What really got me thinking was the idea of cobots (robots that work alongside humans). I recently spoke with a colleague who told me that his class was having a discussion on robots in restaurants. He said that they all concluded that they will always need people to provide services and robots would never be able to replace waiters and waitresses. While I agree that they may never be able to completely replace people, I think it would be reasonable that eventually robots could help enough to cut current staffing levels by 90 percent. Payment, ordering, and food running could easily be automated – this would free up more of the server’s time, allowing them to take more tables.
Based on Bain’s analysis the automation of beverages and kitchens is a foregone conclusion:
“Today, a set of robotic arms can fully staff a bar and mix drinks to spec on a cruise ship full of thirsty guests. Within a few years, we expect continued cost reductions will make a strong business case for the automation of many tasks in restaurant kitchens and bars. Already, high-dexterity service robotics are being experimentally deployed in settings ranging from food preparation to assisting in hospitals and nursing homes.”
I’m looking to hotels and wondering, “What will the future hold?” I spoke with a GM today of a Full Service Hilton. He told me that about 10 percent of their guests check-in on their phone and use their phone as their room key. They never come by the front desk. Their hotel utilizes Kipsu to communicate with guests via text message; many guests have no face-to-face human interaction. All these changes are more efficient for the guest, but will have a lasting impact on the industry and career opportunities.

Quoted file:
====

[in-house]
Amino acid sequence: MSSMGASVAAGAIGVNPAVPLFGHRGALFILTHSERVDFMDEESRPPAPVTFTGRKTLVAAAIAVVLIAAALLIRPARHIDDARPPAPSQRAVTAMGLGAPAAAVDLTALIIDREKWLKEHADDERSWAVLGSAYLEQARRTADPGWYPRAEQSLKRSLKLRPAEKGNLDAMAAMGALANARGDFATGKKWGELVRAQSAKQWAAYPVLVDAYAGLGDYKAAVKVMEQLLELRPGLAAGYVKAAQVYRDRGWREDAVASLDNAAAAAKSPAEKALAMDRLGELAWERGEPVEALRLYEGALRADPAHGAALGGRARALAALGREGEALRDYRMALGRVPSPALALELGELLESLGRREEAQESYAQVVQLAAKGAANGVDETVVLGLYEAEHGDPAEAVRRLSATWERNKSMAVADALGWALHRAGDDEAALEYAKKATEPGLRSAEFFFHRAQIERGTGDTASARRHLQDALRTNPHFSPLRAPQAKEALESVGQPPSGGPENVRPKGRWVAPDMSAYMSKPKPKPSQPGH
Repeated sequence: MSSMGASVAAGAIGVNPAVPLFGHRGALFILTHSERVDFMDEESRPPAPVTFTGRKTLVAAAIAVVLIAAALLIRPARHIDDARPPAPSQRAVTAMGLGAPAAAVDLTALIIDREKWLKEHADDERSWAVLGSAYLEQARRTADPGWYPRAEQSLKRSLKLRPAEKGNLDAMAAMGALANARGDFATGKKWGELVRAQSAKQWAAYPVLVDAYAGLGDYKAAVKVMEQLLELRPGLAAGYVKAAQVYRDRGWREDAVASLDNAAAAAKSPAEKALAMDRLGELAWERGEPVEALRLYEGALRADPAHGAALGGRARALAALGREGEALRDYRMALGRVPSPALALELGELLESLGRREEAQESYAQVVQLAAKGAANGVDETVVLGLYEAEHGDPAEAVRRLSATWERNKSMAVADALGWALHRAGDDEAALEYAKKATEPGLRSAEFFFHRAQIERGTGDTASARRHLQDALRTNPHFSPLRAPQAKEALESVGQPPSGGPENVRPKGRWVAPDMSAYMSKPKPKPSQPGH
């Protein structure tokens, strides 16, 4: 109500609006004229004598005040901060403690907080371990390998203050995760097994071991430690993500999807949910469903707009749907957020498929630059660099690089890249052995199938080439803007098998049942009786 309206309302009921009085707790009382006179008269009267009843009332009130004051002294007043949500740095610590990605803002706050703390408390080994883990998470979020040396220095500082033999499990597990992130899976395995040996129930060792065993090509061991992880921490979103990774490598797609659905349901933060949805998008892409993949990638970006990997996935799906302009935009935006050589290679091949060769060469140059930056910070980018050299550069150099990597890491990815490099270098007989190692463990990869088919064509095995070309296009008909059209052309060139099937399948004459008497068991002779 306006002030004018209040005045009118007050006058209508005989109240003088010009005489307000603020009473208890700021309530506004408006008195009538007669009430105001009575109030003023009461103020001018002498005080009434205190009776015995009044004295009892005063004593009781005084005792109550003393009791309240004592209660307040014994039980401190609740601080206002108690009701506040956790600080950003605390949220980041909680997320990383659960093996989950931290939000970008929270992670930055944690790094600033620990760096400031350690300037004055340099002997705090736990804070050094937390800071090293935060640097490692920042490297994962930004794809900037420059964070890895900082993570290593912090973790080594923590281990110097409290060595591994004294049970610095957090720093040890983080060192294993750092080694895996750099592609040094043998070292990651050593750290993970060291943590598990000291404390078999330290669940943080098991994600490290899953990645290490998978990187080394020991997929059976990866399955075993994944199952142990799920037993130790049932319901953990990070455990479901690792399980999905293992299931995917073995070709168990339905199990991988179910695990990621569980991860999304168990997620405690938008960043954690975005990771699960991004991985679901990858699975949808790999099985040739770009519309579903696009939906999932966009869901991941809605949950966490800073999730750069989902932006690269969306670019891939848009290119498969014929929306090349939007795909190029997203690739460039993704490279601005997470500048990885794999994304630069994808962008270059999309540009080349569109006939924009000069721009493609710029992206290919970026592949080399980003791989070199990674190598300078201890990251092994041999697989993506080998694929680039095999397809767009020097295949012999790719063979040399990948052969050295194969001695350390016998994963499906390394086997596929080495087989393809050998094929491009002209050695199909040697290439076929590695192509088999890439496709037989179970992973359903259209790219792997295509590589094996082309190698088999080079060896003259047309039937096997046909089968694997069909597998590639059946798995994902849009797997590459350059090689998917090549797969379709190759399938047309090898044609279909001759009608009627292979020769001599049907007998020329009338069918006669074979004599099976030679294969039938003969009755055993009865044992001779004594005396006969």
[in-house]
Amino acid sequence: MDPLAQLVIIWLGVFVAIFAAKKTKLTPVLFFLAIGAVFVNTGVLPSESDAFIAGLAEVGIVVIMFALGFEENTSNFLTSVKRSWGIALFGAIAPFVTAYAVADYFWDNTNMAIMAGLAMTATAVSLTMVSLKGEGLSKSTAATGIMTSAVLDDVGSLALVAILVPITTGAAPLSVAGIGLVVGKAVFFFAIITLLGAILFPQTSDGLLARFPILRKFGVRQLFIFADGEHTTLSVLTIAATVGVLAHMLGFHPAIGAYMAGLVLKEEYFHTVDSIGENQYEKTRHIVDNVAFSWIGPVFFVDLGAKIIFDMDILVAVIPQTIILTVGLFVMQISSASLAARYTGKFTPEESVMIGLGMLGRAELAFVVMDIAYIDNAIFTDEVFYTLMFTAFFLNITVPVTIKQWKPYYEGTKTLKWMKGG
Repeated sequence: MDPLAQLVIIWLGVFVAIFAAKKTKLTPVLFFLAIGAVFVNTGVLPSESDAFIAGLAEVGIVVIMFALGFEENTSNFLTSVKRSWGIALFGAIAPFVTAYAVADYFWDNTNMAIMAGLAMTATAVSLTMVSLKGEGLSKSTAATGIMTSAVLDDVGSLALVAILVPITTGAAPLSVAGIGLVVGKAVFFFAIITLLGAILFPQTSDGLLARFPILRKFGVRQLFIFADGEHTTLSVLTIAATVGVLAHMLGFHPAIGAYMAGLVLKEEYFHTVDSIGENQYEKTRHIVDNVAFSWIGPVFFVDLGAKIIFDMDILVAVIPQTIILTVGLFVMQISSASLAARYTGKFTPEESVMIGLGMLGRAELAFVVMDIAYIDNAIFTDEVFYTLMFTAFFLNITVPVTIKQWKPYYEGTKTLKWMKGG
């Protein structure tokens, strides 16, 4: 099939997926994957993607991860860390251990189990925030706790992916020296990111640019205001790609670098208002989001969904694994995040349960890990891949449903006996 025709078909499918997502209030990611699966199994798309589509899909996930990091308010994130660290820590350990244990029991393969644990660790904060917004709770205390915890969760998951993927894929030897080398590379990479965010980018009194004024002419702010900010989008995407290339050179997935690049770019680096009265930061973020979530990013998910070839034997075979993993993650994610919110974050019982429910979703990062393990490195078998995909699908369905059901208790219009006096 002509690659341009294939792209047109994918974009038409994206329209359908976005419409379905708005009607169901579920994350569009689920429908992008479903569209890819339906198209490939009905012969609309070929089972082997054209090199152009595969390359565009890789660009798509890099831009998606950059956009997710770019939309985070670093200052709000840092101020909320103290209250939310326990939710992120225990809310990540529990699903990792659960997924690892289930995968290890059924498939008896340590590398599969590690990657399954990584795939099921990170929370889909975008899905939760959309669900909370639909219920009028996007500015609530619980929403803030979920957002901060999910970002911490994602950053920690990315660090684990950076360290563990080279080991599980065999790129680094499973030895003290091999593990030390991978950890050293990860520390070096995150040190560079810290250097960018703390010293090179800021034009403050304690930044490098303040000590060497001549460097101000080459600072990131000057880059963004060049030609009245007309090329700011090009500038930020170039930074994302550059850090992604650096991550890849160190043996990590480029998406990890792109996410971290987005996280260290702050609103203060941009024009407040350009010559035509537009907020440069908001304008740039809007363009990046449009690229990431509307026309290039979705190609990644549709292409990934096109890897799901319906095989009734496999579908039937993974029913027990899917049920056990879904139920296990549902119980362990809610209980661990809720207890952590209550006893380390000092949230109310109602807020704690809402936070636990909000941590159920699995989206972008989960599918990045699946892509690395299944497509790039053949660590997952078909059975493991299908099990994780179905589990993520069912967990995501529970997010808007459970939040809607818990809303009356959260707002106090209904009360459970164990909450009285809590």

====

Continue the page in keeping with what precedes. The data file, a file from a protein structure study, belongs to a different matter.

I know where I’m focused right now: technology, robots, and AI. Housekeeping Robots are already here. Room Service Robots are already here. More robots are surely coming. A 2013 Study by the University of Oxford predicts the probabilities of Restaurant Cooks becoming automated at 96 percent, Hotel, Motel, and Resort Desk Clerks at 94 percent, and Waiters and Waitresses at 94 percent. The good news: Lodging Managers’ chance of automation is less than one percent.
I try to always have an eye towards the future of hotels, as well as the future of education. I can’t picture an industry that will not be changed by rapid advancements in technology and I want to make sure that I am in a position to succeed in this changing environment. The best boss I ever had used to use the phrase: “Don’t skate to where the puck is; skate to where it is going to be.” This idea of looking to the future, and critically thinking, in order to be successful is something I have always tried to follow.
Right now if I was starting my career, especially in the service industry, I would make sure that I had a solid understanding of technology, what it can accomplish, and where it is headed. If I didn’t have an exceptional understanding of basic computer programs (Word, Excel, Outlook), I would make that a priority. I would then google “hotel technology” each week and select the news results. Reading these results will keep you informed and allow you to stay up-to-date. Like it or not, automation is coming. Now is the time to put yourself on a trajectory to take advantage of it as it becomes more and more commonplace in the future. It’s time to “skate to where the puck is going to be.”
University of Houston – Conrad N. Hilton Hotel College
Article source: https://www.hospitalitynet.org/opinion/4087404.html